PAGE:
The MFR also spells out the IG’s concerns about the torture program as practiced.

The IG indicated he was also bothered in that the DOJ 1 August document did not address interrogations as we carried them out.

From here, Helgerson’s briefing goes into detainee deaths and waterboarding–and from there into a discussion of problems in the guidance sent out over cables.

[Helgerson] said that three people had been interrogated with the waterboard. On one, the IG felt it had been used excessively, beyond what the IG thought was the agreement with DOJ. Khalid Sheikh Mohammed (KSM) got 183 applications [redacted] The IG indicated the guidance in cables sent to the field evolved over time and that the guidance did not get to everybody who was involved in debriefing interrogations.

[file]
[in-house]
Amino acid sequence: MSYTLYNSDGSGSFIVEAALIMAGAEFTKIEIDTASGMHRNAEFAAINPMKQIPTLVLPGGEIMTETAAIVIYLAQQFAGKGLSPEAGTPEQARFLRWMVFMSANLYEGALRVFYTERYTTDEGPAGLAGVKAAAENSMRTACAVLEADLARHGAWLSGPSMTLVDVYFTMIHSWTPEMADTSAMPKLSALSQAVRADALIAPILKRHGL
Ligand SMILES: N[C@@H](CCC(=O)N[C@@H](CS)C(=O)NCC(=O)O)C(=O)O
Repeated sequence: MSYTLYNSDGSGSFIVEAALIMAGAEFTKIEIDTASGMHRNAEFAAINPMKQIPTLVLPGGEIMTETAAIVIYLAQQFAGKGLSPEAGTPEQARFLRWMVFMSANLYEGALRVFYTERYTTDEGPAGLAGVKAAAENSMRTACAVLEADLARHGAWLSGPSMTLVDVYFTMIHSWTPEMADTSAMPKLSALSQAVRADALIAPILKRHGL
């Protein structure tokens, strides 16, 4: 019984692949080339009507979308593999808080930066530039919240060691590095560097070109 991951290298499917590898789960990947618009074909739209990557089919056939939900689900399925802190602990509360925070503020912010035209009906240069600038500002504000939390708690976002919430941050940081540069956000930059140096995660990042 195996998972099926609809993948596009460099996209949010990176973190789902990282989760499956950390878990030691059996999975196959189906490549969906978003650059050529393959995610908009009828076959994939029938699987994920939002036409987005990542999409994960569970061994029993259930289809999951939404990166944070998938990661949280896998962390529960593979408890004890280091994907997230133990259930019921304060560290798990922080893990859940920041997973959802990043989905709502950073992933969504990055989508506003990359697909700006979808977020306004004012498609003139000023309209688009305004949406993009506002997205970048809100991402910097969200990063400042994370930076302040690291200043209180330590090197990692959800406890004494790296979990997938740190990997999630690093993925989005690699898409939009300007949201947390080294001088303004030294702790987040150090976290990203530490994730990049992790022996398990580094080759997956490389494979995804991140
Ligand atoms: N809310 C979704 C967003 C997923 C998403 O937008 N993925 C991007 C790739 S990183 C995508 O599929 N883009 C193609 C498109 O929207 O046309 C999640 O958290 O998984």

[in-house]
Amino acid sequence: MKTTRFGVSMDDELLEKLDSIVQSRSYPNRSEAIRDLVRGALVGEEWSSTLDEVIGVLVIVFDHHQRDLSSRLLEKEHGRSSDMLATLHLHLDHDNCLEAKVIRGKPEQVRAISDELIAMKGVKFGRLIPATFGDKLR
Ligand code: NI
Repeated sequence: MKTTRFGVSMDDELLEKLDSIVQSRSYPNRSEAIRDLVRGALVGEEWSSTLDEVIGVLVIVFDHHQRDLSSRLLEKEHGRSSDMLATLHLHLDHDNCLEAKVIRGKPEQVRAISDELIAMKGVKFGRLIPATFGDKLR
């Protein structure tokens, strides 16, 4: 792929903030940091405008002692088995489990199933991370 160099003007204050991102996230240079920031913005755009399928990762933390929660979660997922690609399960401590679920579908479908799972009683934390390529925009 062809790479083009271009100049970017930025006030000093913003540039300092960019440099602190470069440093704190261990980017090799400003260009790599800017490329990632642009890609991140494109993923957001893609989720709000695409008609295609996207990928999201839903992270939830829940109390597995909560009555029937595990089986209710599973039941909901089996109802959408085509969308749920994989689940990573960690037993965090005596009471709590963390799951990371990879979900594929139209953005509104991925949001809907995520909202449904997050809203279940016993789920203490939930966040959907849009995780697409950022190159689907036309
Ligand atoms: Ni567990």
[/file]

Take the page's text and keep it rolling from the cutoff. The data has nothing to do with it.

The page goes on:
Aside from the impression the IG report gives that Helgerson also found Abu Zubaydah’s waterboarding excessive (not least because officials at Langley ordered up another sessions after he was already compliant), I wonder whether he claims that the waterboarding itself, or the torture program more generally, got out of hand because the cables started going crazy?

Jane Harman still looking for a Presidential Finding

I have long argued that Jane Harman’s February 10, 2003 letter to Scott Muller, with its inquiry as to whether the President had approved of the torture policy, was an attempt to understand whether the President had issued a Finding to cover the torture program.

In particular, I would like to know whether the most senior levels of the White House have determined that these practices are consistent with the principles and policies of the United States.  Have enhanced techniques been authorized and approved by the President?